If I’m trying a pattern for the first time and am unsure of the fit, I’ll cut extra large side seam allowances and then trim them down after a basted fitting and before sewing the seam.

    The beauty of sewing for ourselves, though, is that we can do whatever we want. Even if a purchased pattern has seam allowances different than our personal preference, we can change them. Yay!

  3. Penny K. October 17, 2012 at 6:41 am #

    I do prefer a 5/8″ seam when sewing garments for myself; however, when I sew skating attire for my daughter I really prefer the 1/4″ allowance in the patterns as I would never want the bulk or to have to trim every seam. In a recent project for Jamie Christina’s Abbey coat there were a few places where she indicated in the instructions to use a smaller seam allowance and that worked great since they were smaller pieces or pieces with much more curve, etc.

  4. ms. modiste October 17, 2012 at 7:20 am #

    I’m notoriously forgetful so I was glad to see 5/8″ as it’s easier for me when everything is standard. I used my serger to make mine, and my serger needs 2/8″ if using the blade, so I just chalked a line 3/8″ from the edge before pinning my pieces together and aligned that with the blade while putting it all together. Worked perfectly and didn’t really take much extra time.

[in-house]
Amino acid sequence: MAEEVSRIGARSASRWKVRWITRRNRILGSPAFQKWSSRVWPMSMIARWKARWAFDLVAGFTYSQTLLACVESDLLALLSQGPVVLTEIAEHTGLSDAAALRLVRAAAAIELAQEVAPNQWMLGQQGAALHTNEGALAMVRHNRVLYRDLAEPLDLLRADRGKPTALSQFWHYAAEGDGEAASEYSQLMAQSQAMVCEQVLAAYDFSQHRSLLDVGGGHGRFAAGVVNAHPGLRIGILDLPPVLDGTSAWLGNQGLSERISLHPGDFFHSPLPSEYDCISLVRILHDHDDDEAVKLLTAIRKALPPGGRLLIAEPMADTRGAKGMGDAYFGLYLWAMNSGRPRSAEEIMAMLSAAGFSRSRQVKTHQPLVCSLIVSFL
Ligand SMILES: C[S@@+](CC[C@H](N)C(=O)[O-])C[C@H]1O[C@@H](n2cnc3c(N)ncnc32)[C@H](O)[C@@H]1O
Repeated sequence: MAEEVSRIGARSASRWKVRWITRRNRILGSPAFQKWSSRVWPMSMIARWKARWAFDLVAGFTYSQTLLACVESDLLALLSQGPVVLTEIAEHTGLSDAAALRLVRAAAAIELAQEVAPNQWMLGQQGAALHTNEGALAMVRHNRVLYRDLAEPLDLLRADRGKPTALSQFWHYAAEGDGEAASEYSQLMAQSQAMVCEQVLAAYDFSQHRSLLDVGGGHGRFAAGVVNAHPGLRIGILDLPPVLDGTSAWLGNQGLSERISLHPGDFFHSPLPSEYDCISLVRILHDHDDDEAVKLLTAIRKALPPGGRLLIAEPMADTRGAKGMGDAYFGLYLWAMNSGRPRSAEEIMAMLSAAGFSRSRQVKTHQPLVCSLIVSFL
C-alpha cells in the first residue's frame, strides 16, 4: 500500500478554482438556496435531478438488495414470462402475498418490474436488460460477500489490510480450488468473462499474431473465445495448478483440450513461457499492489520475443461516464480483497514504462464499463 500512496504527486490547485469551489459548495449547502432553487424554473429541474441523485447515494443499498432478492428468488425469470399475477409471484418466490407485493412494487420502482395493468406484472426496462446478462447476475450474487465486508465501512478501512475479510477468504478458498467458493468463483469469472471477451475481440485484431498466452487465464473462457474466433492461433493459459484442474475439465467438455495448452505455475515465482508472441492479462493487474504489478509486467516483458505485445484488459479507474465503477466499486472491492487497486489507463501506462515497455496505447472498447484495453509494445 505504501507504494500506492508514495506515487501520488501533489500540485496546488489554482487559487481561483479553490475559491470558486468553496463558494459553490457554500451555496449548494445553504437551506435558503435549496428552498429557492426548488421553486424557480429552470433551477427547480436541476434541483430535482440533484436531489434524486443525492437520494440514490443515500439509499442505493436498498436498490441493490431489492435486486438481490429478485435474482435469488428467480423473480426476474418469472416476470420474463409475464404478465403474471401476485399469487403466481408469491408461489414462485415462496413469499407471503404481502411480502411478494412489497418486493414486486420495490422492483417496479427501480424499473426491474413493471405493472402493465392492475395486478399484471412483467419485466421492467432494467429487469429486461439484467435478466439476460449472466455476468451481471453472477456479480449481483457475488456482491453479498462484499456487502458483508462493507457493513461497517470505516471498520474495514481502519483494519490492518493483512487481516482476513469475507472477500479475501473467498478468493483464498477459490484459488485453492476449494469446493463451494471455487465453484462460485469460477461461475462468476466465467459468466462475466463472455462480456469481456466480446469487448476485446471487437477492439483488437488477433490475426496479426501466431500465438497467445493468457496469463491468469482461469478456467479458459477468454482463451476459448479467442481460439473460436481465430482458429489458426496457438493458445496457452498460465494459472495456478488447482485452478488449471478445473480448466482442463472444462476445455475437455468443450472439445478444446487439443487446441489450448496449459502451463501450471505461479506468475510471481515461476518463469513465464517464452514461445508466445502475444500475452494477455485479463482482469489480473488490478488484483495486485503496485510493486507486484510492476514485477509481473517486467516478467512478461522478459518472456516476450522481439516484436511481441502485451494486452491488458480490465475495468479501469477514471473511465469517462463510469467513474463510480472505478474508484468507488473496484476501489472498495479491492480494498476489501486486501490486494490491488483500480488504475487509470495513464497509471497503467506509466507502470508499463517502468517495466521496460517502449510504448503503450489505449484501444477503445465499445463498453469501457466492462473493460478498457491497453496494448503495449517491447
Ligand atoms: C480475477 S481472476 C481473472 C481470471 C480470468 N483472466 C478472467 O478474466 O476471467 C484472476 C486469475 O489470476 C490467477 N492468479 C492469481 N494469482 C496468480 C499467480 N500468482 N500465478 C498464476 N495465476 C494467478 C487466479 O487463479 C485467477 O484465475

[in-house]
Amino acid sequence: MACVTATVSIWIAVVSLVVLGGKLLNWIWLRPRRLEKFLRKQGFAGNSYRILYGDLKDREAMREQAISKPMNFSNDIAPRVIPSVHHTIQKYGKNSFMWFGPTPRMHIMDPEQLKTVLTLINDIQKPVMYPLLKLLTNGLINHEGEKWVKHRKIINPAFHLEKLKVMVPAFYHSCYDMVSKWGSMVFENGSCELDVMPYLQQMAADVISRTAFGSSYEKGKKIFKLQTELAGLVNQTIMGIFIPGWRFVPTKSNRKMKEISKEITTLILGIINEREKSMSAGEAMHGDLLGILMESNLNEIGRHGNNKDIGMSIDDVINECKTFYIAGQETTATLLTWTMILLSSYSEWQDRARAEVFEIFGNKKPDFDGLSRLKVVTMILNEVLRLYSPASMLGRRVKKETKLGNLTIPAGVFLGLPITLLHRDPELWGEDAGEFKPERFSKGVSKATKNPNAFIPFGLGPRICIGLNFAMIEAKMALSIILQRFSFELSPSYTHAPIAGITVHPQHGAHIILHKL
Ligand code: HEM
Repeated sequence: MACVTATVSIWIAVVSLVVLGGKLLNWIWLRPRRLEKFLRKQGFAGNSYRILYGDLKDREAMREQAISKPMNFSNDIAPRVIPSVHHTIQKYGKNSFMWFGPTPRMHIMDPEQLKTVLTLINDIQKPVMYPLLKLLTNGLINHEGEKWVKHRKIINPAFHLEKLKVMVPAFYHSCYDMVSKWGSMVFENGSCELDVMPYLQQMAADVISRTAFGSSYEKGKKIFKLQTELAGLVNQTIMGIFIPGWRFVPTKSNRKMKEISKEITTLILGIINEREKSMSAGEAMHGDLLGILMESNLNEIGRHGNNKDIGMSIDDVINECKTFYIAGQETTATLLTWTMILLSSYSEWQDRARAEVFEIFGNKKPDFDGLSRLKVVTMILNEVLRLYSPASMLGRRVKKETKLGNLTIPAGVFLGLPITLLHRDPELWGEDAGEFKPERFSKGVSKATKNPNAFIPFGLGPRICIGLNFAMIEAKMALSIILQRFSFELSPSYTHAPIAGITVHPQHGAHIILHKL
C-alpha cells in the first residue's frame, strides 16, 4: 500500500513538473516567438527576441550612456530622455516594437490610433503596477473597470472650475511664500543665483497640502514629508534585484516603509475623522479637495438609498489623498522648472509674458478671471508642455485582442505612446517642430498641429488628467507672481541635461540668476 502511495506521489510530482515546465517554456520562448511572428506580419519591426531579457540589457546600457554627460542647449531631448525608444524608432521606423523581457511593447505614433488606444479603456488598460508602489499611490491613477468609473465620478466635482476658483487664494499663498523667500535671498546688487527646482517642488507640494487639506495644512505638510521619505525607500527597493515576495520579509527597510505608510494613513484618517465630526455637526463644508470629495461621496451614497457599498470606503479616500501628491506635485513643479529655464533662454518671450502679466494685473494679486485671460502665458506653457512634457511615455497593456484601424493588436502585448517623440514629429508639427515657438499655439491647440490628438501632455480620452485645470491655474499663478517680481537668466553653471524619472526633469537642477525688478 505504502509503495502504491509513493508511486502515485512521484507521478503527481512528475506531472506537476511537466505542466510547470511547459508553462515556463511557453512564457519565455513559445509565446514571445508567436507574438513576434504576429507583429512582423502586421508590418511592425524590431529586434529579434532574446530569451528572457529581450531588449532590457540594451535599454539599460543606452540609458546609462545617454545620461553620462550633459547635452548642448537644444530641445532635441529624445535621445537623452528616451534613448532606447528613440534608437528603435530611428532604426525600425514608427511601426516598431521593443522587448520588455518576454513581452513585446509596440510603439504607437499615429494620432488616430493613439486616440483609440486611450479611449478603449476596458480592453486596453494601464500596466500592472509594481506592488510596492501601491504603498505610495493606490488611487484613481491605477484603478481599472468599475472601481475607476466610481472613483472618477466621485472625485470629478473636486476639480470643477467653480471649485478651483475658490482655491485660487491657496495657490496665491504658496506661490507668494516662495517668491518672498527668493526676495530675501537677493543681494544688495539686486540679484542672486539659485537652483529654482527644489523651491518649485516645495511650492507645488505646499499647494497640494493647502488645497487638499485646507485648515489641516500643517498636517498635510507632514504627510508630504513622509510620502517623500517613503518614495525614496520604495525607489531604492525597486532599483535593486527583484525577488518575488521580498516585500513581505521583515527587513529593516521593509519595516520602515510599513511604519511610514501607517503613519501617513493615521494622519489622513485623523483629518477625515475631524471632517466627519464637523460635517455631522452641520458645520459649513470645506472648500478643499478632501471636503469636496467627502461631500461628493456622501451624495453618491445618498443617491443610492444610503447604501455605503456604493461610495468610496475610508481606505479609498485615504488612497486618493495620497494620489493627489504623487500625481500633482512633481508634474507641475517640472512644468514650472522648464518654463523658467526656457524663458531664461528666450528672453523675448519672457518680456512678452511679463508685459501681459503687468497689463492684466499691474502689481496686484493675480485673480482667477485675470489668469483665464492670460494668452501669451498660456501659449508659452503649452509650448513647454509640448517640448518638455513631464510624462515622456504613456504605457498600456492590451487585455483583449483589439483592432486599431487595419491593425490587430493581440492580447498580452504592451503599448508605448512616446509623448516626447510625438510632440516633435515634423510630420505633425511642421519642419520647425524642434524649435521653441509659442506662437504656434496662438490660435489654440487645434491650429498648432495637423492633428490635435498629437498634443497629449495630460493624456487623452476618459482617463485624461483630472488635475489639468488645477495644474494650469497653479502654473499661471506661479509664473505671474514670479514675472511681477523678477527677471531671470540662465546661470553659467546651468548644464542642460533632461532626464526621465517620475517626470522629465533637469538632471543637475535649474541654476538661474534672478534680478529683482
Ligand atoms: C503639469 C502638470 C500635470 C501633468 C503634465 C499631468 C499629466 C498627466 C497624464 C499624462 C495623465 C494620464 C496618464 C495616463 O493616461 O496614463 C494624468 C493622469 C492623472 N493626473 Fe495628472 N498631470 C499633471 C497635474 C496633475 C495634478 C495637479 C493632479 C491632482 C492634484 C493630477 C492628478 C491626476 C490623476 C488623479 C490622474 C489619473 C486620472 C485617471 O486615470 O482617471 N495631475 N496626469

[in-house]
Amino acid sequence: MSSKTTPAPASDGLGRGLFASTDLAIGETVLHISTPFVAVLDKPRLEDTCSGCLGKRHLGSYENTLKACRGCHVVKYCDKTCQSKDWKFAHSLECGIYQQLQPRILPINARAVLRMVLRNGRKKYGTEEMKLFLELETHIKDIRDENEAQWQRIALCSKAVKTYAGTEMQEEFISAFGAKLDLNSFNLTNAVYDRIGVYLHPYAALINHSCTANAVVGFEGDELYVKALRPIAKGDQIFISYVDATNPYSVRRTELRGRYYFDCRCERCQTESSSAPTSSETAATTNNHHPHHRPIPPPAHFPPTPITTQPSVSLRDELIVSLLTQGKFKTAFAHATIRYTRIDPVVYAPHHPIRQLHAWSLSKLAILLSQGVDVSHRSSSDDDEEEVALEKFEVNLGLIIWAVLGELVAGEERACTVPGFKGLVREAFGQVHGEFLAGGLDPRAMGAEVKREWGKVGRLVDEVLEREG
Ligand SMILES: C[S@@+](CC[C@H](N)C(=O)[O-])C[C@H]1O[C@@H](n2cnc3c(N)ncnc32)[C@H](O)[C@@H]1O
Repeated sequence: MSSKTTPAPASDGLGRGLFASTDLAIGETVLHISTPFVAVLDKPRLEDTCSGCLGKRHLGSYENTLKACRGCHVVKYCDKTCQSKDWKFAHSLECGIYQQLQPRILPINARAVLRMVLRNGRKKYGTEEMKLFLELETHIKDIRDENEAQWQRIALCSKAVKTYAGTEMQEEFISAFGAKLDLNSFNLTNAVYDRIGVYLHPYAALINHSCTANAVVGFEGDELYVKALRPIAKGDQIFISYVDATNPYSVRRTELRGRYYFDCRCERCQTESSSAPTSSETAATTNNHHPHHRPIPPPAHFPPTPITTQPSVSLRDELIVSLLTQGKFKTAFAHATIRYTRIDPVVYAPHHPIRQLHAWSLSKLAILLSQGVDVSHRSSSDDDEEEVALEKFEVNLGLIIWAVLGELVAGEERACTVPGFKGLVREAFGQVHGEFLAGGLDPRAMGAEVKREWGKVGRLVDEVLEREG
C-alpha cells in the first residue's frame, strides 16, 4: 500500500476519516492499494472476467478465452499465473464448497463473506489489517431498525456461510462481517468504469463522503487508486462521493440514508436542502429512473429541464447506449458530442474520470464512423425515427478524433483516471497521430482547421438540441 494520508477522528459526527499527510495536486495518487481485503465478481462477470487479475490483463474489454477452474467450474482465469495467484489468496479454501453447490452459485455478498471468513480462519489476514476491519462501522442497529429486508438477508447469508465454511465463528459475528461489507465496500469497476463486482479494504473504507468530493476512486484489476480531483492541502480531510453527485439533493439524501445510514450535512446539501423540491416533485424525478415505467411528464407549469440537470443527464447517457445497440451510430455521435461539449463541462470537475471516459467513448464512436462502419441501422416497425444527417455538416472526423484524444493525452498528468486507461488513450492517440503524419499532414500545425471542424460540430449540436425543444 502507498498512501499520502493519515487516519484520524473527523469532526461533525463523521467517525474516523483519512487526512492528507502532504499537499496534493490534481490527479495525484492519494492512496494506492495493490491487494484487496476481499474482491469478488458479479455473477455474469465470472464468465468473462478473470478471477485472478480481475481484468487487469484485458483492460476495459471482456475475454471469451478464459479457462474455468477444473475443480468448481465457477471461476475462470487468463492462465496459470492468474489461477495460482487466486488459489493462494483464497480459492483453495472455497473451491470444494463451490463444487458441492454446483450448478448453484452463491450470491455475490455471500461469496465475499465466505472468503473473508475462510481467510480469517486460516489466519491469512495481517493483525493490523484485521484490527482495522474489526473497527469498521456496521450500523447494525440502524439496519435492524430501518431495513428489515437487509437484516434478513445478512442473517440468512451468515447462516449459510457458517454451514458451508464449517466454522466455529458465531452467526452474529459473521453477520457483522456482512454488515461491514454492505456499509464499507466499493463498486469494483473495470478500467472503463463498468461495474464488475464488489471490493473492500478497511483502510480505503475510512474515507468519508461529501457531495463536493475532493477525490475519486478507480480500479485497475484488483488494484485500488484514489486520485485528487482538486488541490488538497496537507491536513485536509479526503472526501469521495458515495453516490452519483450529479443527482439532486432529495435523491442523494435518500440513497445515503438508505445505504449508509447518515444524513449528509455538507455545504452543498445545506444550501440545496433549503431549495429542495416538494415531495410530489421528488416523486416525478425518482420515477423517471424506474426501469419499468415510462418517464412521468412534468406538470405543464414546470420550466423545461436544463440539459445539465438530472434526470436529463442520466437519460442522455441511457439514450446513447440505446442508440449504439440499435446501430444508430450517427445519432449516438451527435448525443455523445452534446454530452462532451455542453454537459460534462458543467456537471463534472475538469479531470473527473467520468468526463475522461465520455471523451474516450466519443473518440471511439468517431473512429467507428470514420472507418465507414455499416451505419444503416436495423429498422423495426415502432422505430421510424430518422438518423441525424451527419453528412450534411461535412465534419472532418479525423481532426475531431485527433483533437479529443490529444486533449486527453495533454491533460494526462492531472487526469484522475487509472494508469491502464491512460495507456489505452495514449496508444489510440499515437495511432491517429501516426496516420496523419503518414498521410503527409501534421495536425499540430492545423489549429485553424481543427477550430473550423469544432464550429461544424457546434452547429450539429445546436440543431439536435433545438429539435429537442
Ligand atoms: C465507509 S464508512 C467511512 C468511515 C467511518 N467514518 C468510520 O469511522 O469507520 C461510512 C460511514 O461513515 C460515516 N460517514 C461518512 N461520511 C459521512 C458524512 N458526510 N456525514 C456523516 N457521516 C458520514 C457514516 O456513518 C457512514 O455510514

5. Josephine October 17, 2012 at 7:33 am #

    It’s so funny to me that you would have seam allowance in the pattern. I live in Holland and use a lot of Burda patterns, that have no seam allowance in the pattern. You have to add it yourself before cutting. I once had an old American Vogue pattern (with seam allowance in the pattern) and in the end I just cut it off! It was so confusing!

  6. Seraphinalina October 17, 2012 at 7:39 am #

    I’m not sure I’d put a whole lot of thought into my intentions with seam allowances. I know I tend to go a little more to 1cm than 1.5cm. I actually kind of like patterns without SA on them because then I mark the sewing line and worry less about precision when cutting the pattern out. A wider seam allowance is handy for the first time with a new pattern just in case a little extra wiggle room is needed.

  7. Linda October 17, 2012 at 8:20 am #